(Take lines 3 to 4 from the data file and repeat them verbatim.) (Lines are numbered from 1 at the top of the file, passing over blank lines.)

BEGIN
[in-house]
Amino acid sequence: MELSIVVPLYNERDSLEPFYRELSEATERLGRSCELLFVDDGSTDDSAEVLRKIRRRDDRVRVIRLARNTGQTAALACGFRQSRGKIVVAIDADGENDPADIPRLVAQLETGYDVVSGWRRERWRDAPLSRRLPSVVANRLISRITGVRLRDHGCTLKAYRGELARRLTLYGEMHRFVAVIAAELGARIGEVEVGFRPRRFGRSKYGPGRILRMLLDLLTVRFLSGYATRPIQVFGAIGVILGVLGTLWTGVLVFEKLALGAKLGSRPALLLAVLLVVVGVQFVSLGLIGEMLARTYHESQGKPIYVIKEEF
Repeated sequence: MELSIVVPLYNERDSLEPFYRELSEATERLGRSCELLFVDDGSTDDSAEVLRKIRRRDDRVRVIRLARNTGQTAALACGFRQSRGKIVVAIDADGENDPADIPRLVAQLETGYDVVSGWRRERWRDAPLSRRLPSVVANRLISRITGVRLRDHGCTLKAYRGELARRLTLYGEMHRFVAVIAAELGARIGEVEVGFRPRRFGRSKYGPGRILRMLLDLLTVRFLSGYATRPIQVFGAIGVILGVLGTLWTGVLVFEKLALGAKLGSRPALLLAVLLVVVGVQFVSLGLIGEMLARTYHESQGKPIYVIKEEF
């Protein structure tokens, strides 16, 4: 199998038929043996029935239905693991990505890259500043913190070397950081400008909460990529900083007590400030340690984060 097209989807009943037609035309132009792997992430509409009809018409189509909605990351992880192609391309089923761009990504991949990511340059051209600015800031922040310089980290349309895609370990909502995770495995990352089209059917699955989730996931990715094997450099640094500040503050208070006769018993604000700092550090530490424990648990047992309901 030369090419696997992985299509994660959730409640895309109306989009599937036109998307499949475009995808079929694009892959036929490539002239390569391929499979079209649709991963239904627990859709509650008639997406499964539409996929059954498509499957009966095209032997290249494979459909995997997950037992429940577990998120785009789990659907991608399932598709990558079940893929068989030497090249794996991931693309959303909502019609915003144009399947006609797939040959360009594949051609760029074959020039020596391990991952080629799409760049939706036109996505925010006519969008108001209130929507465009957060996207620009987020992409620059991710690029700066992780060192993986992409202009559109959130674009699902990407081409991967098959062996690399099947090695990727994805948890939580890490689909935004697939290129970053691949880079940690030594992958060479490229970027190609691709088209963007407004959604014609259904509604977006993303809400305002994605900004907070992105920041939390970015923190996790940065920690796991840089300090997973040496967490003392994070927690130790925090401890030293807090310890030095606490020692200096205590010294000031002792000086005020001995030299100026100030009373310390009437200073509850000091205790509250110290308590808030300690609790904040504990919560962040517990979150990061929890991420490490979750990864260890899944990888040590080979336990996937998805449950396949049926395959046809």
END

Repeated sequence: MELSIVVPLYNERDSLEPFYRELSEATERLGRSCELLFVDDGSTDDSAEVLRKIRRRDDRVRVIRLARNTGQTAALACGFRQSRGKIVVAIDADGENDPADIPRLVAQLETGYDVVSGWRRERWRDAPLSRRLPSVVANRLISRITGVRLRDHGCTLKAYRGELARRLTLYGEMHRFVAVIAAELGARIGEVEVGFRPRRFGRSKYGPGRILRMLLDLLTVRFLSGYATRPIQVFGAIGVILGVLGTLWTGVLVFEKLALGAKLGSRPALLLAVLLVVVGVQFVSLGLIGEMLARTYHESQGKPIYVIKEEF
């Protein structure tokens, strides 16, 4: 199998038929043996029935239905693991990505890259500043913190070397950081400008909460990529900083007590400030340690984060 097209989807009943037609035309132009792997992430509409009809018409189509909605990351992880192609391309089923761009990504991949990511340059051209600015800031922040310089980290349309895609370990909502995770495995990352089209059917699955989730996931990715094997450099640094500040503050208070006769018993604000700092550090530490424990648990047992309901 030369090419696997992985299509994660959730409640895309109306989009599937036109998307499949475009995808079929694009892959036929490539002239390569391929499979079209649709991963239904627990859709509650008639997406499964539409996929059954498509499957009966095209032997290249494979459909995997997950037992429940577990998120785009789990659907991608399932598709990558079940893929068989030497090249794996991931693309959303909502019609915003144009399947006609797939040959360009594949051609760029074959020039020596391990991952080629799409760049939706036109996505925010006519969008108001209130929507465009957060996207620009987020992409620059991710690029700066992780060192993986992409202009559109959130674009699902990407081409991967098959062996690399099947090695990727994805948890939580890490689909935004697939290129970053691949880079940690030594992958060479490229970027190609691709088209963007407004959604014609259904509604977006993303809400305002994605900004907070992105920041939390970015923190996790940065920690796991840089300090997973040496967490003392994070927690130790925090401890030293807090310890030095606490020692200096205590010294000031002792000086005020001995030299100026100030009373310390009437200073509850000091205790509250110290308590808030300690609790904040504990919560962040517990979150990061929890991420490490979750990864260890899944990888040590080979336990996937998805449950396949049926395959046809």